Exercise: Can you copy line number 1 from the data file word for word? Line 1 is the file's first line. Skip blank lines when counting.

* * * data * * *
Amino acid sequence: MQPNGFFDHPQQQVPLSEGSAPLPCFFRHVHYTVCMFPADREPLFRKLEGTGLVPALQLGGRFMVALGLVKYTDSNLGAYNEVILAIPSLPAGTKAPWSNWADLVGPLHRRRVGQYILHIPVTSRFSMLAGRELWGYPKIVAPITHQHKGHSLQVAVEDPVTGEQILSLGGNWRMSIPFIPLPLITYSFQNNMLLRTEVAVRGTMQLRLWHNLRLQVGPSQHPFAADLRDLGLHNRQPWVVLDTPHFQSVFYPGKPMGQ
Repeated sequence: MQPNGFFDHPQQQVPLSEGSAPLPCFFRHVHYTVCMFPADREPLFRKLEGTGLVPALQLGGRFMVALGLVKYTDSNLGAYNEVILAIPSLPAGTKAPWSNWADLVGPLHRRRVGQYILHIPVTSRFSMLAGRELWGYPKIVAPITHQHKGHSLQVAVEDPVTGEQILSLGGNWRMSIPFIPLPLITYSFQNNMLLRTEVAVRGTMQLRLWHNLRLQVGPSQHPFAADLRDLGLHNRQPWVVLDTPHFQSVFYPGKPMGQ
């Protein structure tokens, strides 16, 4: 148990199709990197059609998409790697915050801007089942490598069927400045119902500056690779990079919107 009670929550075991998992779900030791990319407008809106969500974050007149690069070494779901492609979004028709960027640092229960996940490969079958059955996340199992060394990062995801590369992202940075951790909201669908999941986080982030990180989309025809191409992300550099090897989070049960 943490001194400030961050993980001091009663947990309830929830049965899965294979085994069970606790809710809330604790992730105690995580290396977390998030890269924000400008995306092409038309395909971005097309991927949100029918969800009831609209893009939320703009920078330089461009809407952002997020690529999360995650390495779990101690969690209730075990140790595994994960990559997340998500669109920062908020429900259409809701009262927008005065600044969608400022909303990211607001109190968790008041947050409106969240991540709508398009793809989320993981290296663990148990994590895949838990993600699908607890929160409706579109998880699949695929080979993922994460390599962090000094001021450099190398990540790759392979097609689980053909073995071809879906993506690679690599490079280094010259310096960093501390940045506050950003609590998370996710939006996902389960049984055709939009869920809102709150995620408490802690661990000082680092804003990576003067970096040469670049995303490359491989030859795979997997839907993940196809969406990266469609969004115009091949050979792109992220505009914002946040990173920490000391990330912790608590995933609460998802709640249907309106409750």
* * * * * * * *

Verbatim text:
Amino acid sequence: MQPNGFFDHPQQQVPLSEGSAPLPCFFRHVHYTVCMFPADREPLFRKLEGTGLVPALQLGGRFMVALGLVKYTDSNLGAYNEVILAIPSLPAGTKAPWSNWADLVGPLHRRRVGQYILHIPVTSRFSMLAGRELWGYPKIVAPITHQHKGHSLQVAVEDPVTGEQILSLGGNWRMSIPFIPLPLITYSFQNNMLLRTEVAVRGTMQLRLWHNLRLQVGPSQHPFAADLRDLGLHNRQPWVVLDTPHFQSVFYPGKPMGQ